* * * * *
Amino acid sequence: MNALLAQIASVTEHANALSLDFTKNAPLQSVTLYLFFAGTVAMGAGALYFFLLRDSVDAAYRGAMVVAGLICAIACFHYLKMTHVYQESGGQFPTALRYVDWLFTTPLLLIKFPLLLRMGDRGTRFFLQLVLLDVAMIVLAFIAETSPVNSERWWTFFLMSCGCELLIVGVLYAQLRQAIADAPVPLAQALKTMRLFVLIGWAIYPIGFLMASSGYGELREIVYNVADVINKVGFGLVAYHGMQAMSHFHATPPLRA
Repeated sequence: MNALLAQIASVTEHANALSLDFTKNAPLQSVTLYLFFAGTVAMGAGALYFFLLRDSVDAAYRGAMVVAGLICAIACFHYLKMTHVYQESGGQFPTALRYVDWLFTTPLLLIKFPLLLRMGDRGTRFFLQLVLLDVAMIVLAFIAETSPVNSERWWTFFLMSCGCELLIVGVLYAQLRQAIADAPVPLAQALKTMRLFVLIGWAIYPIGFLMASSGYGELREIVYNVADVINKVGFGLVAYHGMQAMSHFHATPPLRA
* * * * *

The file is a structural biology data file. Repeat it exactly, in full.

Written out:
Amino acid sequence: MNALLAQIASVTEHANALSLDFTKNAPLQSVTLYLFFAGTVAMGAGALYFFLLRDSVDAAYRGAMVVAGLICAIACFHYLKMTHVYQESGGQFPTALRYVDWLFTTPLLLIKFPLLLRMGDRGTRFFLQLVLLDVAMIVLAFIAETSPVNSERWWTFFLMSCGCELLIVGVLYAQLRQAIADAPVPLAQALKTMRLFVLIGWAIYPIGFLMASSGYGELREIVYNVADVINKVGFGLVAYHGMQAMSHFHATPPLRA
Repeated sequence: MNALLAQIASVTEHANALSLDFTKNAPLQSVTLYLFFAGTVAMGAGALYFFLLRDSVDAAYRGAMVVAGLICAIACFHYLKMTHVYQESGGQFPTALRYVDWLFTTPLLLIKFPLLLRMGDRGTRFFLQLVLLDVAMIVLAFIAETSPVNSERWWTFFLMSCGCELLIVGVLYAQLRQAIADAPVPLAQALKTMRLFVLIGWAIYPIGFLMASSGYGELREIVYNVADVINKVGFGLVAYHGMQAMSHFHATPPLRA